17 of the 21 who completed the study had no positive reactions during study; four subjects had urticaria during the study; two of four with urticaria had urticaria after placebo but not aspartame. No statistically significant difference in incidence of positive reactions (P=1.000) between aspartame and placebo challenges. Ten subjects had total of 17 other adverse events (throat tightness, light-headed, warm feeling, dyspnea, nausea, headache, small hives, pruritis, periorbital swelling, nasal congestion, slight tingling of tongue). No statistically significant differences (P=0.289) between aspartame and placebo challenges for adverse experiences.

Knopp 1976 

Study Design: Randomized Controlled Trial

Class: A 

Rating: Positive

59 (55 completed study).


Mean age 19.3 years.


Healthy young people, primarily nursing students (Note: Age range was from 10 to 21; however, since mean age was 19.3 years, this study was included in adult question).


Three 300mg aspartame capsules administered three times per day for a total of 2.7g of aspartame per day for 13 weeks; 2.7g approximately four times the anticipated daily intake of ordinary use during weight loss.


Toxicity of chronic aspartame ingestion in overweight children.


Aspartame is without detectable effect in this setting.

Lapierre KA, Greenblatt DJ et al, 1990 

Study Design: Randomized Crossover Trial

Class: A 

Rating: Neutral

14 subjects. Final N=10 (six males, four females), for dropout rate of 29%.


21 to 36 years, mean 26.3 years.


Healthy volunteers.


Aspartame (15mg per kg of body weight) or placebo capsules were taken with orange juice after an overnight fast; subjects refrained from drugs, alcohol and aspartame for 72 hours.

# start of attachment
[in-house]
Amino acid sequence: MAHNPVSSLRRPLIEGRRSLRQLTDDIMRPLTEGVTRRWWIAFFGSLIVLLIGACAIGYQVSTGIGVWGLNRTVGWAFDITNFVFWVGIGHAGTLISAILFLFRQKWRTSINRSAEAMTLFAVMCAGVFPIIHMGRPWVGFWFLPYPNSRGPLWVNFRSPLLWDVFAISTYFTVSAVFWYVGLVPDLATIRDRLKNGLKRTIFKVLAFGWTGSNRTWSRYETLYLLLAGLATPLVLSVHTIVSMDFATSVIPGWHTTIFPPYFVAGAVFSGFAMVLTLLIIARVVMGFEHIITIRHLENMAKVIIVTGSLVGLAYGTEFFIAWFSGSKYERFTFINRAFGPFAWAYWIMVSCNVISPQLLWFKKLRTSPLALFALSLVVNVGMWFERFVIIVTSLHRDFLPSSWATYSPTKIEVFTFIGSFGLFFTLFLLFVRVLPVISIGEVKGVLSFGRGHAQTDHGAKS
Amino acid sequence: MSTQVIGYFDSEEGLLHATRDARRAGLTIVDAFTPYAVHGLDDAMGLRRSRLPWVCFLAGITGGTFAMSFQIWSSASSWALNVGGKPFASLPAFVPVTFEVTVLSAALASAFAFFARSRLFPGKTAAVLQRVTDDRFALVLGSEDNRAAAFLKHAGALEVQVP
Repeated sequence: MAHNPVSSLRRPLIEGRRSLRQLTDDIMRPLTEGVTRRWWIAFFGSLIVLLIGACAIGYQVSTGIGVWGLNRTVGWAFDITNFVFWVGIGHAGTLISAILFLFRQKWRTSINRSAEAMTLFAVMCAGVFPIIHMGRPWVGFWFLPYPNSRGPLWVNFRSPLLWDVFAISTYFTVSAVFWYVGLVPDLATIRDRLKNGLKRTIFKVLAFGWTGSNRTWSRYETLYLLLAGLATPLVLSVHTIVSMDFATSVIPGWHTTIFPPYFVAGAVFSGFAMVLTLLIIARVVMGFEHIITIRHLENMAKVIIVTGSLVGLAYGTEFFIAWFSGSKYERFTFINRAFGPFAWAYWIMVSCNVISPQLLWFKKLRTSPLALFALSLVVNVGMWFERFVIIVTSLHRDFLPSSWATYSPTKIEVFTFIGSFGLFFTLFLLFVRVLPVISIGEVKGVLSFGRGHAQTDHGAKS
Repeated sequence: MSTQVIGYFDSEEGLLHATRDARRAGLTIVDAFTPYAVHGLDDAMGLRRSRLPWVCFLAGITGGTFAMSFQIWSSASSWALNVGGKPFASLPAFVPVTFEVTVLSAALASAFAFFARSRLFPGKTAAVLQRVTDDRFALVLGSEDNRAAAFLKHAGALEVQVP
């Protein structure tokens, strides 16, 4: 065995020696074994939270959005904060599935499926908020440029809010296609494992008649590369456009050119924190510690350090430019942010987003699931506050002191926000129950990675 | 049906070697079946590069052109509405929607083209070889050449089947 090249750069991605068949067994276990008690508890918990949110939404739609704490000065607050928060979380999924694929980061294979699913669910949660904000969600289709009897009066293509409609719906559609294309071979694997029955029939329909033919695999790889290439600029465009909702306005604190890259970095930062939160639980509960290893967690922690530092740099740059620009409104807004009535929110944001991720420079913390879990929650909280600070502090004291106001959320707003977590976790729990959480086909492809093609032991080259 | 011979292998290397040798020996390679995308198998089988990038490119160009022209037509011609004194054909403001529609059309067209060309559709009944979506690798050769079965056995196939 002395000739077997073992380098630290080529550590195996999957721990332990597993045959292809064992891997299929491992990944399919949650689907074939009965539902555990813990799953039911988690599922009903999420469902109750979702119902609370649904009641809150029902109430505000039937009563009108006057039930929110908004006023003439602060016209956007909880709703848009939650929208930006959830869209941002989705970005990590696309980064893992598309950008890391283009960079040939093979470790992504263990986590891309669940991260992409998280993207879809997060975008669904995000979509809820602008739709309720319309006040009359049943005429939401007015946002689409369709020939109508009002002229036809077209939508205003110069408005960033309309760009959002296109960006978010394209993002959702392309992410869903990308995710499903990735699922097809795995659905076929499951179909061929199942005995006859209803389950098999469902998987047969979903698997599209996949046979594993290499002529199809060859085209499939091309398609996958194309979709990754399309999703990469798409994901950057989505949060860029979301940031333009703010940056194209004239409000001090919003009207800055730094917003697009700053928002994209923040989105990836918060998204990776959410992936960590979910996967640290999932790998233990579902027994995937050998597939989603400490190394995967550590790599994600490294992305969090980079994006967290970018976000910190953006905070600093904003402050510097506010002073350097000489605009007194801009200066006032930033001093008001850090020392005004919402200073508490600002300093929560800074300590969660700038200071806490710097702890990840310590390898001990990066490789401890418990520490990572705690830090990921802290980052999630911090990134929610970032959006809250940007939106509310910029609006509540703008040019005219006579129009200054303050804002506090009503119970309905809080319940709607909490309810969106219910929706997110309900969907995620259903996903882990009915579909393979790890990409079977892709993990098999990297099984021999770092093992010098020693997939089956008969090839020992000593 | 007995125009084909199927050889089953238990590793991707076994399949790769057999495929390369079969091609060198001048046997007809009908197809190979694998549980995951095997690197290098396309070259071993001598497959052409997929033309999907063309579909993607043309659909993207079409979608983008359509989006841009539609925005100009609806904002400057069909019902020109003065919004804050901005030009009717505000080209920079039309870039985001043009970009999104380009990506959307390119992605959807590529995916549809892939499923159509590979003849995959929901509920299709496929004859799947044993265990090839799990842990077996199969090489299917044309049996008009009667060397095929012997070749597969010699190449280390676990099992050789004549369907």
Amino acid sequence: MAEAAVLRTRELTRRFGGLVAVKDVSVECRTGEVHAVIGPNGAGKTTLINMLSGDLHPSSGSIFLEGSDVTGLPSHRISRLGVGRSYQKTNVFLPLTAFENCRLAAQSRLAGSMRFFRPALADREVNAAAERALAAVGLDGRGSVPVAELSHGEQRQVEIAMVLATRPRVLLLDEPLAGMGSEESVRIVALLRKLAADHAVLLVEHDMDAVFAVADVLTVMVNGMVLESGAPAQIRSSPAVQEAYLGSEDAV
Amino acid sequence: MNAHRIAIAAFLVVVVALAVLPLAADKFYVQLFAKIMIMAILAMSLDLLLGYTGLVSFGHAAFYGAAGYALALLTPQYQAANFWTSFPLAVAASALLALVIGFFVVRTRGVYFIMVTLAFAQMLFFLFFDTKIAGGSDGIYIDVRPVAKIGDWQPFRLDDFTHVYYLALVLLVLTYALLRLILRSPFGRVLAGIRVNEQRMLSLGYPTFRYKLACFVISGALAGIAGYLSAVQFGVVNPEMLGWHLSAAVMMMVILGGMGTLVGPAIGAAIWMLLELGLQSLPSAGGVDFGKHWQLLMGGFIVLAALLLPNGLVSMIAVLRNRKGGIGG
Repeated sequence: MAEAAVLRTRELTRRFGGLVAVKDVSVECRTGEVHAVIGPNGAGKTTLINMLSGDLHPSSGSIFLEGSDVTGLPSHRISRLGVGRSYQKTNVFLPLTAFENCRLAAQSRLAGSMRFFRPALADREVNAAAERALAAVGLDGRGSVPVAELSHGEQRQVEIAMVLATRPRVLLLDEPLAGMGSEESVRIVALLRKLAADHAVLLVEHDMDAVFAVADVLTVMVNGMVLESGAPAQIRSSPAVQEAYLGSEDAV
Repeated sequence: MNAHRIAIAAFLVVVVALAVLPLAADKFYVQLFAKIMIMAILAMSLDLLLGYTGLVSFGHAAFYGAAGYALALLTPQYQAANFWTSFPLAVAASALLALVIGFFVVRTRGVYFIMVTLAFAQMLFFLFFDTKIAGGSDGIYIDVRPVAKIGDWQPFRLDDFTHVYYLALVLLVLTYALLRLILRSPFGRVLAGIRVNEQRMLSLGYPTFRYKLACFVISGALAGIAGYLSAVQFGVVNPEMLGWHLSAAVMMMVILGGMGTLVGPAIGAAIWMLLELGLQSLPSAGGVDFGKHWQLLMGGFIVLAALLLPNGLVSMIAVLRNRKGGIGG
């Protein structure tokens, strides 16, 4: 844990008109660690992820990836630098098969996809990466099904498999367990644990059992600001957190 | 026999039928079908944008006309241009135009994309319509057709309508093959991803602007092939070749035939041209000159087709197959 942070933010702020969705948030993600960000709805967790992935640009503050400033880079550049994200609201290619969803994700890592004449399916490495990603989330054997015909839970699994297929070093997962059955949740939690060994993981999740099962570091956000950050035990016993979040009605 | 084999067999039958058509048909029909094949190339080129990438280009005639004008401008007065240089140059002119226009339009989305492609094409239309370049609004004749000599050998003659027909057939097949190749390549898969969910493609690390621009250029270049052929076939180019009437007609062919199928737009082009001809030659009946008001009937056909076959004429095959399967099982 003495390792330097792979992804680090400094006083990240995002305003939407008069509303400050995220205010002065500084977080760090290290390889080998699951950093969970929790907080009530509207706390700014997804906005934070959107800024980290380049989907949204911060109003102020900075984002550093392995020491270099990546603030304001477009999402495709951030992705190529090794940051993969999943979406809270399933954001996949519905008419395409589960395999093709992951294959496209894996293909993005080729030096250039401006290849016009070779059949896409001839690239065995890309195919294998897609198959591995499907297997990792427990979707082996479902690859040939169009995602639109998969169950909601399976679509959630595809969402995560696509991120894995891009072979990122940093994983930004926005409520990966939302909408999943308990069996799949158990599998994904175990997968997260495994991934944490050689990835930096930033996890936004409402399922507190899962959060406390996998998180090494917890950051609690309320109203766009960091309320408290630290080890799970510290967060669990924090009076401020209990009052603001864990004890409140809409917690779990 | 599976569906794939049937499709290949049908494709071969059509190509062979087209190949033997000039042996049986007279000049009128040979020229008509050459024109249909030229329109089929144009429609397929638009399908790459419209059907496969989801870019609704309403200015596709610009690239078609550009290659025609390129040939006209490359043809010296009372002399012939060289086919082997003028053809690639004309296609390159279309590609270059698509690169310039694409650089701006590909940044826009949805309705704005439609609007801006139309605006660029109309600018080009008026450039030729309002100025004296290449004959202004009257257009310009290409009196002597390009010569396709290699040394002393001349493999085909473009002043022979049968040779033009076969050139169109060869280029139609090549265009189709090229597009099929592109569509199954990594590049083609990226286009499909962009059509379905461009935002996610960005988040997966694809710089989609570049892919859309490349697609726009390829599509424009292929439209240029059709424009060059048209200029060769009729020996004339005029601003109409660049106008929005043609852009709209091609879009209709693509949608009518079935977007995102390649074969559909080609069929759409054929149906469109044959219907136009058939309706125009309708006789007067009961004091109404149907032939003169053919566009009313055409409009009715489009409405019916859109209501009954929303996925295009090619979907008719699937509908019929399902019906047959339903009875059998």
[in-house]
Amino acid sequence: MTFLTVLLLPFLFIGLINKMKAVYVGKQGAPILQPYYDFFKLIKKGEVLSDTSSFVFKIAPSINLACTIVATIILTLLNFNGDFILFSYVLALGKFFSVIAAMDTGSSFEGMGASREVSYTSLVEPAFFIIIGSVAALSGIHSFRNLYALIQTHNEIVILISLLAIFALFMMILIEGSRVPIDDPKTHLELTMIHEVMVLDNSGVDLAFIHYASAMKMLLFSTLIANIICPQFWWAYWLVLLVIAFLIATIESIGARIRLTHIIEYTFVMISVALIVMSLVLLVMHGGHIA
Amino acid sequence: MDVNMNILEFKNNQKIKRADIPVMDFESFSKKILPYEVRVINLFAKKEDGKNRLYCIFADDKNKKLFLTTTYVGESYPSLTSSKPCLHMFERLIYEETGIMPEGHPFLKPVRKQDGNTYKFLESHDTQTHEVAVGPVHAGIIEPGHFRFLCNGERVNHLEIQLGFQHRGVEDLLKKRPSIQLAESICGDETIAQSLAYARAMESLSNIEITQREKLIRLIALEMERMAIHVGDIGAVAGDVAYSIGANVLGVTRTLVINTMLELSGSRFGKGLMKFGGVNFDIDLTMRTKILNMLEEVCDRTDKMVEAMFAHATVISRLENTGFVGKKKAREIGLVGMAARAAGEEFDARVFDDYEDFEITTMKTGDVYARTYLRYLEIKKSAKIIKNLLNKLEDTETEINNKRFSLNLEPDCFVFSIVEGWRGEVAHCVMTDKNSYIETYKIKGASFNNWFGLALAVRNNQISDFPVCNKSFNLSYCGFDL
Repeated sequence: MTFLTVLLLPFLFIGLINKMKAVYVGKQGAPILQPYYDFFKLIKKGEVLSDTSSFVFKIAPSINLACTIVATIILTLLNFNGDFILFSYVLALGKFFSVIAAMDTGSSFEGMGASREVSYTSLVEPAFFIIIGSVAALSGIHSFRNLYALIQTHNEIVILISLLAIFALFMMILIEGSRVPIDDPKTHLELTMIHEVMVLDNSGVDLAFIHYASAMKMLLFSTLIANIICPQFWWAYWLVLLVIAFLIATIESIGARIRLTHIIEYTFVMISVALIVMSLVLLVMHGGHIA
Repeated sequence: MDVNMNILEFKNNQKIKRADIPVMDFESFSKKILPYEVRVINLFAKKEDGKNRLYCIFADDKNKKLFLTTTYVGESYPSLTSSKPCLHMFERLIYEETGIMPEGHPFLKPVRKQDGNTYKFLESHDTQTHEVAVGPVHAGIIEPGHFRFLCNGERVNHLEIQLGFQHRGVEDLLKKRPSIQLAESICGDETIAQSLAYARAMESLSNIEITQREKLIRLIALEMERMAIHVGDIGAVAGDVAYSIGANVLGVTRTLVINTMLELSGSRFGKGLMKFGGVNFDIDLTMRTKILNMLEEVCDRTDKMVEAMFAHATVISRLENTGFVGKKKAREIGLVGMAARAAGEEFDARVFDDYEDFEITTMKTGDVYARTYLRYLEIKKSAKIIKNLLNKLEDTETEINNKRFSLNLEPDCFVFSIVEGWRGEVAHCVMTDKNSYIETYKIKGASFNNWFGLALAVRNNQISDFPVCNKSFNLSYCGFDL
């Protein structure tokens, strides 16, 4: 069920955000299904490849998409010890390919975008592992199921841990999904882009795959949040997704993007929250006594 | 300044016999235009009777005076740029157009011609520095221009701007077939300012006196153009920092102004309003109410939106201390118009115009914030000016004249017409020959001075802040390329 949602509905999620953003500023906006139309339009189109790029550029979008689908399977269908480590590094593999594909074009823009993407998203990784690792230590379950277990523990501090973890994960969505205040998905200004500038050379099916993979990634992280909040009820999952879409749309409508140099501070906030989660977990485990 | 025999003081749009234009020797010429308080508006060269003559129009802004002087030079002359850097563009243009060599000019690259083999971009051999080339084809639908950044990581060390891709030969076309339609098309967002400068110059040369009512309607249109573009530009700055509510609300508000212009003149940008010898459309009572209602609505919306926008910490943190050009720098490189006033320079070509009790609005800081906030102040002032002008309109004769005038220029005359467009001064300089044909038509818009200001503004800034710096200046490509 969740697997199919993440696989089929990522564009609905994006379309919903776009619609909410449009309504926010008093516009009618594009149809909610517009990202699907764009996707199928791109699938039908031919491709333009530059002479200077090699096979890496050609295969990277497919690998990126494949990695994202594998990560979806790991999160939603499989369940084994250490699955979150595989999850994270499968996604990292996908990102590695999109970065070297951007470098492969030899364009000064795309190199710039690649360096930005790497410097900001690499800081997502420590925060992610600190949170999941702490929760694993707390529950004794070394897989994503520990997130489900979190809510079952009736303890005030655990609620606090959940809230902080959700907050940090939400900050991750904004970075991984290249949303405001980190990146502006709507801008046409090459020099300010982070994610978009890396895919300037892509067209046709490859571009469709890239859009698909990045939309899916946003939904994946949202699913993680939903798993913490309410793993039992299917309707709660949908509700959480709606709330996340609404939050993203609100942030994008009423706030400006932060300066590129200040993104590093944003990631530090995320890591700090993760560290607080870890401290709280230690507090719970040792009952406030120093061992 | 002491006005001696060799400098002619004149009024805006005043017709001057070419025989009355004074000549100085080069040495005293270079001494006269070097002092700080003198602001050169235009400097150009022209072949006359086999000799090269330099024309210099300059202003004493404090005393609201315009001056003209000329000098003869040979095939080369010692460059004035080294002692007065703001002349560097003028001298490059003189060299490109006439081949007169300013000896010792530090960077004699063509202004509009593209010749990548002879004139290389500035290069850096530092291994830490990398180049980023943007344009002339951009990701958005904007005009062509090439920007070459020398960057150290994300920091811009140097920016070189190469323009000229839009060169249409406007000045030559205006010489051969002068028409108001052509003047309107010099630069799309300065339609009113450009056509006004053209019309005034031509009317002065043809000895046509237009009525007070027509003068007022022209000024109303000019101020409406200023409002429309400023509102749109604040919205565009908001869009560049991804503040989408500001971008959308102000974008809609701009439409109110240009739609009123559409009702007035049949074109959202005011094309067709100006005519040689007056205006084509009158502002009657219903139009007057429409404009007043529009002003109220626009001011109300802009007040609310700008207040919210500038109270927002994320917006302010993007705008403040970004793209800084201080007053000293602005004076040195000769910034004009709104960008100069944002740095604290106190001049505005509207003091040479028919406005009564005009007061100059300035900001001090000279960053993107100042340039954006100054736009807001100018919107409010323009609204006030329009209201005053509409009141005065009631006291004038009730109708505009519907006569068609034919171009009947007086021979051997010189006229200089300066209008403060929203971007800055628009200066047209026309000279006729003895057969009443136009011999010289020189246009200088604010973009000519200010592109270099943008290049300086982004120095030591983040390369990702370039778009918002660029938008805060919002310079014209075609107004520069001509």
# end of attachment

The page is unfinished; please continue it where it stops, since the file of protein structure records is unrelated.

Hunger, sedation, changes in cognitive function, memory and reaction time.


No significant differences between aspartame and placebo were found in measures of sedation, hunger, headache, mood, reaction time, cognition or memory at any time during the study. Plasma phenylalanine levels were significantly higher after aspartame (P<0.01) than with placebo between one and six hours post-dosage, reaching a maximum difference of +3.36 mmol per dL at two hours. Plasma glucose concentrations were not significantly different between aspartame and placebo.

Leon AS, Hunninghake DB et al, 1989 

Study Design: Randomized Crossover Trial

Class: A 

Rating: Positive

108 (57 females).


31.4±1.3 years for aspartame group; 29.5±1.4 for placebo group.


Students, faculty and staff at a midwestern university.


300mg aspartame or placebo three times per day with meals for 24 weeks (approximately 75mg per kg per day or 1.5 times the FDA's acceptable intake).